To align current health and social services with the needs of individuals at the highest risk of poor health outcomes, Ontario Health Teams must be provided with the necessary digital health tools and ability to share health information. Moreover, they need change management support to properly implement these tools to drive improvement (Chan et al. 2020). By linking primary care electronic medical records and provincial administrative data, persons with diabetes and multiple chronic conditions in regions across Ontario can be identified. Those regions, served by Community Health Centres and Aboriginal Health Centres that assist a disproportionate number of high-needs populations, should be prioritized for access to these digital health tools and services. The tracking of quality indicators and health outcomes that matter most to persons with chronic conditions should be used as a measure of successful patient-centered care and prevention.

Establish Data-Informed Virtual Collaborative Care Services

Building on the concept of the effective Smoking Treatment for Ontario Patients (STOP) program at the Centre for Addiction and Mental Health, a model of managed collaborative virtual diabetes care could be established within each Ontario Health Team (Selby et al. 2018). Central to this model is a care manager who evaluates the complex needs of patients and directly connects them to members of a virtual healthcare team of multiple practitioners (e.g., registered dietitian, pharmacist, diabetologist) for timely diagnosis and intervention. The care manager also acts as a health coach and communicates with the local primary care provider and necessary social services. Re-organizing and standardizing regional diabetes education and care would enable re-alignment and better utilization of current resources to establish this comprehensive virtual model.

Develop Effective Care Paths to Prevent Diabetes-Related Lower Limb Amputations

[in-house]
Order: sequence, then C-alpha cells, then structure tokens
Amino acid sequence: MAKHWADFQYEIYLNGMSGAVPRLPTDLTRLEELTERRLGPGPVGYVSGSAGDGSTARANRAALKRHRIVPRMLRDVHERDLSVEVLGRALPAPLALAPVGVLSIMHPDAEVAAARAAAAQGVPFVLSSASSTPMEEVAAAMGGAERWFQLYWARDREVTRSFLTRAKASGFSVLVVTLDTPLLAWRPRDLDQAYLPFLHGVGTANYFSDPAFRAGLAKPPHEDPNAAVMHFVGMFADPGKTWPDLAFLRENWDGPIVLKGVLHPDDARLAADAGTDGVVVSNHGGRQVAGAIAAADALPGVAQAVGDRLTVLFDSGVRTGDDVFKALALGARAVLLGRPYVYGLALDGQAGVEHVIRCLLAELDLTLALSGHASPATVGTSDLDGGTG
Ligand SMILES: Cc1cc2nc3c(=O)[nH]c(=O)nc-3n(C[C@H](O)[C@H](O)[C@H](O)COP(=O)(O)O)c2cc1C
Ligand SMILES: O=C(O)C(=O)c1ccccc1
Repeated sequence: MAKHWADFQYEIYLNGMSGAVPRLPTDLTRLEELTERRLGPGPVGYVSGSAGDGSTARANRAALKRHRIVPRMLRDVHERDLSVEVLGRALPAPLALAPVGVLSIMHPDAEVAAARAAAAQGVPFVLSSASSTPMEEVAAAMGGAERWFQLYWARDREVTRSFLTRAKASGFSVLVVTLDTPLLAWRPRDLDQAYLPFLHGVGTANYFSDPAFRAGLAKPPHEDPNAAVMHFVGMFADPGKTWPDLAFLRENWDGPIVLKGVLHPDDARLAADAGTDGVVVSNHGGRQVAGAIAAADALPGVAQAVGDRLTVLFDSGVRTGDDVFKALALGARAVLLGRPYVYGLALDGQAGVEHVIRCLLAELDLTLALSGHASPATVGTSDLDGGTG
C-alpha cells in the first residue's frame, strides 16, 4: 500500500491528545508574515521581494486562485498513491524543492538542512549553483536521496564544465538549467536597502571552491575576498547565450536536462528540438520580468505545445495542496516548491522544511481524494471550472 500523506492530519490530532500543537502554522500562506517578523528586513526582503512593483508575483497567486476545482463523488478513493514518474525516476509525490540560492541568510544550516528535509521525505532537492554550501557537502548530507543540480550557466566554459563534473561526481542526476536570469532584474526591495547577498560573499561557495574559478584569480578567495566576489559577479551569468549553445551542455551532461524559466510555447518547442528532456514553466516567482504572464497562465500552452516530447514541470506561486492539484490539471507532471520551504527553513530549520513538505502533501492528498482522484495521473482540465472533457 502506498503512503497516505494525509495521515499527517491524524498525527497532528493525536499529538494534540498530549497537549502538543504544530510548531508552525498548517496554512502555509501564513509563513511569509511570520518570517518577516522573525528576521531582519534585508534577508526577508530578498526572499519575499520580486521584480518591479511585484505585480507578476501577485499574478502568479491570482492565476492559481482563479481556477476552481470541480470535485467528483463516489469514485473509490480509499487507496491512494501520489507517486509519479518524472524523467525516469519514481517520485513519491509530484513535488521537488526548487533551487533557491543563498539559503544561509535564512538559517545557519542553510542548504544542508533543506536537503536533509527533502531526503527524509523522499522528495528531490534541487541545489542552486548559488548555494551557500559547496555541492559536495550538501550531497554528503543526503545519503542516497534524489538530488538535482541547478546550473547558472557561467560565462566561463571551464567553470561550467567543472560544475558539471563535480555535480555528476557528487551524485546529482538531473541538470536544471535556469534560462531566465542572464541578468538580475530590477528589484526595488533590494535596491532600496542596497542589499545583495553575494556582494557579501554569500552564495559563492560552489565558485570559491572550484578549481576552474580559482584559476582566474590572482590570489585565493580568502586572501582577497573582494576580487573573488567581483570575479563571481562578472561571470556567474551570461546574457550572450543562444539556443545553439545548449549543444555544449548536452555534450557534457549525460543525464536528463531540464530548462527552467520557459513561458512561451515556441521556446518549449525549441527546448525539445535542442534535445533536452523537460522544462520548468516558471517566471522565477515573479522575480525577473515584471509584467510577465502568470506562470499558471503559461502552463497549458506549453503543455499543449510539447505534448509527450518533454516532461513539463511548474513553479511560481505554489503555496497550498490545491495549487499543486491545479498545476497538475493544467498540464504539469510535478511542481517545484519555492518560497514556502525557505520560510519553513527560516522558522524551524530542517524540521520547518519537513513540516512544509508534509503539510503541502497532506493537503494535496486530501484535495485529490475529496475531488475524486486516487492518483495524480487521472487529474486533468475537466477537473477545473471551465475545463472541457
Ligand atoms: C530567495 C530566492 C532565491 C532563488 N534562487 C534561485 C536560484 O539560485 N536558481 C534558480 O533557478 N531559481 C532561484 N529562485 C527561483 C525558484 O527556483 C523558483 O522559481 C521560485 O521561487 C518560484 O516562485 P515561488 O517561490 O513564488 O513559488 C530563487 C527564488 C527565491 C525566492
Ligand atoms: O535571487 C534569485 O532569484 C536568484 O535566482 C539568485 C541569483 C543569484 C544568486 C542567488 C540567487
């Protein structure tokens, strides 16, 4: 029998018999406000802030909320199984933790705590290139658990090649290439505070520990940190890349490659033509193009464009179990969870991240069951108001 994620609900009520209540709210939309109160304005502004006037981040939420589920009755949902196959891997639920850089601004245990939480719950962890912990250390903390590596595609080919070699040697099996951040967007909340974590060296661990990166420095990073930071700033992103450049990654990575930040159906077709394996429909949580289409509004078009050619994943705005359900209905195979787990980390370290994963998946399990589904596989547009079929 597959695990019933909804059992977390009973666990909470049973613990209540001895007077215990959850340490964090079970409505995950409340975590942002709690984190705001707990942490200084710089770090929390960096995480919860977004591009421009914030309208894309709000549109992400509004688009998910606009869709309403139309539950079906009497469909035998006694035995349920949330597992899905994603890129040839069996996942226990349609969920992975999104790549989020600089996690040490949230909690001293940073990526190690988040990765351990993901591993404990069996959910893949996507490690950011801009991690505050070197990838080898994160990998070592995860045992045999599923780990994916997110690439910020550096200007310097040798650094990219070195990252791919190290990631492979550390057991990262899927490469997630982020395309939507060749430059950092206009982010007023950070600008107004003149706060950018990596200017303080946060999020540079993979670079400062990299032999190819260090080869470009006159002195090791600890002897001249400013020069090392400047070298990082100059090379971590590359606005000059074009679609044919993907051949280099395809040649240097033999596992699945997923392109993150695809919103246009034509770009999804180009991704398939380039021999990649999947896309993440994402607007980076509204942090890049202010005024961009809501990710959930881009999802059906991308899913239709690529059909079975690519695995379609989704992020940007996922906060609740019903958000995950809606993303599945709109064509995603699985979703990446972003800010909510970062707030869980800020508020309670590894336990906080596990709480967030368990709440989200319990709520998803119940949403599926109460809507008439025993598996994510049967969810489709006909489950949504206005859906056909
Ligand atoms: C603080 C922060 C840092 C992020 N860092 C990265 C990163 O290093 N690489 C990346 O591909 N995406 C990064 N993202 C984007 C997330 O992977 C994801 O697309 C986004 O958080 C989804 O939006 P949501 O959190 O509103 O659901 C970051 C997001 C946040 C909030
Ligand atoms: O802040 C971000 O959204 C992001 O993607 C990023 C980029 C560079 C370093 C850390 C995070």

Prior to COVID-19, a lower limb amputation occurred every four hours in Ontario mainly due to poorly managed diabetic foot ulcers and peripheral vascular disease. This amputation rate has increased over the past decade because of the rising prevalence of diabetes in an aging population (Hussain et al. 2019). The lack of timely intervention for these conditions during COVID-19 is increasing the risk of lower limb amputations, particularly for the most vulnerable. Establishing effective care pathways for early diagnosis and intervention for persons at a high risk of developing diabetic foot ulcers is overdue. A bundled care solution could include the following: funded community chiropody/podiatry preventative services; standardized wound home care; education of primary care practitioners; and expert care managers tracking the most vulnerable to provide timely referrals to collaborative specialist services, such as vascular surgery. Based on data from countries that have successfully instituted effective prevention and early treatment of diabetic foot ulcers, the cost savings to Ontario would be a least $500million per year (Diabetes Canada n.d.; Rasmussen 2016).


Given the major burden of disease that diabetes and its complications are having on our society and our healthcare system, particularly during the COVID-19 pandemic, and the significant opportunities for reducing that burden as described above, the time for implementing a systematic approach to diabetes – such as is provided by Diabetes 360° – is now.

About the Author(s)

Harpreet Bajaj, MD, MPH, ECNU, FACE, is an endocrinologist and the director of Late-Phase Research, LMC Healthcare in Toronto, ON.

Kimberley Hanson, BA MBA, is the executive director, Federal Affairs at Diabetes Canada in Toronto, ON.

David Kaplan, MD, MSc, CCFP, FCCP, is an associate professor in Family and Community Medicine at the University of Toronto in Toronto, ON.

Terrence Sullivan, PhD, is a part-time professor and senior fellow at IHPME in the University of Toronto, Toronto, ON.

Catharine Whiteside, CM, MD PhD FRCPC, is an emeritus professor and former dean of the Faculty of Medicine at the University of Toronto in Toronto, ON.